And it’s a completely gratuitous bias. One could simply asks how the two compare to each other without going out of one’s way to make the non-Tesla look bad. We need most automakers on board, and if you care about EVs then the Koreans should be lauded for their quick progress, not mocked.

I suggest that this site’s regular writers check each article they write that involves Tesla, with this question in mind: “Are we making sure we are not becoming another one of Tesla’s ‘State TV channels’?”

There are plenty of those around. Please retain a more independent perspective. Thank you.

One advantage of the Model 3 that rarely gets mentioned is the suspension (double wishbone front/five link rear) Even most car guys don’t understand how suspension works, exactly. I’ve been a car nut since the 1960s and I didn’t understand it until recently, thanks to the magic of the internet. The key to great handling is how wheel camber changes as the car leans into a turn. Double wishbone and multi link suspension tilts the wheels when cornering to maintain maximum tire contact with the road. Kinda like this // // for turning right and like this \\ \\ for a left turn. Additionally, front suspension should prevent dive under braking and rear suspension should prevent squat under acceleration. The angle of the upper arm of the front double wishbone suspension prevents dive when braking and the longitudinal link of the five link rear suspension prevents squat during acceleration. The Model Y shares 75% of it’s DNA with the Model 3 so the Model Y will have the same suspension as the Model 3. The Kia Nero uses McPherson strut front suspension and torsion beam rear suspension because it costs less to manufacture. And anti squat suspension geometry is not… Read more »

E-niro does not use a torsion beam at the back. Don’t make stuff up.

There is a difference between making stuff up and being incorrect. It helps to be able to distinguish the difference, especially in politics.

I’m in California and am anxiously waiting for the Niro EV. As soon as it becomes available I’ll buy one. The reason is simple, the Tesla is too space agey, the sparce interior is just not attractive at all and looks like a London Taxi inside. In any case there are so many Tesla’s on back order it will be a very long wait to get one. The body lines are not that good looking either, especially from the front view. Of course the model S is a different story but that’s on another level and out of my price bracket. The attractive thing about the Kona and the Niro is that they are just like a regular car with a lot of bells and whistles thrown in. I drove the Kona Electric and felt right at home, it is just a little small, hence the Niro. In my circles, people just hate the odd styling of most hybrids and electrics, the regular car shape is the right way to go. I have already seen the high demand for the Kona, my local dealer sold a truck load in a day, so I expect both Hyundai and Kia will have… Read more »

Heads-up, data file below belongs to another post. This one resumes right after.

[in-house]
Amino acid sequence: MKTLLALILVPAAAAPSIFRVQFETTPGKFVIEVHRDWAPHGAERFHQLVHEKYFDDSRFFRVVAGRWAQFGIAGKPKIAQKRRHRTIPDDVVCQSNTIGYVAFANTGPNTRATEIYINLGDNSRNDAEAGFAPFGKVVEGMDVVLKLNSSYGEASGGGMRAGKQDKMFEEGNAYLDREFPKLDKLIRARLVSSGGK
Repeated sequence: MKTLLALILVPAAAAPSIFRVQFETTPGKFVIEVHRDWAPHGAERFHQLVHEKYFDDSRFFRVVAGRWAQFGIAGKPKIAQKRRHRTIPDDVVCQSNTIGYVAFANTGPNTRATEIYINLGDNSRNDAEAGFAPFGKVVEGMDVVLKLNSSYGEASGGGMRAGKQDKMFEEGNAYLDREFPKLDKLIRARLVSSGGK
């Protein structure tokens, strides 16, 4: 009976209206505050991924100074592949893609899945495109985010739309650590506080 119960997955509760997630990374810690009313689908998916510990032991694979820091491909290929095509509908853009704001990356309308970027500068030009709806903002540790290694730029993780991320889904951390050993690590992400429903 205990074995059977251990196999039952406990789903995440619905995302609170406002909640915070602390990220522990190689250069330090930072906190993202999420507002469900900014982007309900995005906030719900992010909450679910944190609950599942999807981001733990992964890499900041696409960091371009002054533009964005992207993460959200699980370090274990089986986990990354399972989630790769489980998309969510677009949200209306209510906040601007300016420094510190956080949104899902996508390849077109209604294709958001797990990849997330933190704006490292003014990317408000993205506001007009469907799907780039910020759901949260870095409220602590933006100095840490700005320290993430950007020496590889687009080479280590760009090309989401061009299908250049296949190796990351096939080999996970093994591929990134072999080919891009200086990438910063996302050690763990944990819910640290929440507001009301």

One advantage of the Model 3 that rarely gets mentioned is the suspension (double wishbone front/five link rear) Even most car guys don’t understand how suspension works, exactly. I’ve been a car nut since the 1960s and I didn’t understand it until recently, thanks to the magic of the internet. The key to great handling is how wheel camber changes as the car leans into a turn. Double wishbone and multi link suspension tilts the wheels when cornering to maintain maximum tire contact with the road. Kinda like this // // for turning right and like this \\ \\ for a left turn. Additionally, front suspension should prevent dive under braking and rear suspension should prevent squat under acceleration. The angle of the upper arm of the front double wishbone suspension prevents dive when braking and the longitudinal link of the five link rear suspension prevents squat during acceleration. The Model Y shares 75% of it’s DNA with the Model 3 so the Model Y will have the same suspension as the Model 3. The Kia Nero uses McPherson strut front suspension and torsion beam rear suspension because it costs less to manufacture. And anti squat suspension geometry is not… Read more »

FWIW – The Niro EV has a multi-link independent rear suspension.

(⌐■_■) Trollnonymous

For the rebate, you can look at it this way.
When you purchase the car (any car that gets the full rebate), you are financing that $7500 and the Tesla (but really any car that is in first phase out mode) you are financing the $3,750.

Then you decide.

The increased monthly payments for financing the $7,500 can be offset in part by increasing your W4 exemptions.

If I was in the market, I would buy the Niro over the Tesla 3. Reasons: 1) Android Auto / Apple Carplay support; 2) Normal Door handles 3) traditional cockpit controls 4) Hyundai / Kia understand quality much better than Tesla does

Different vehicle classes. The only thing they have in common is being EVs.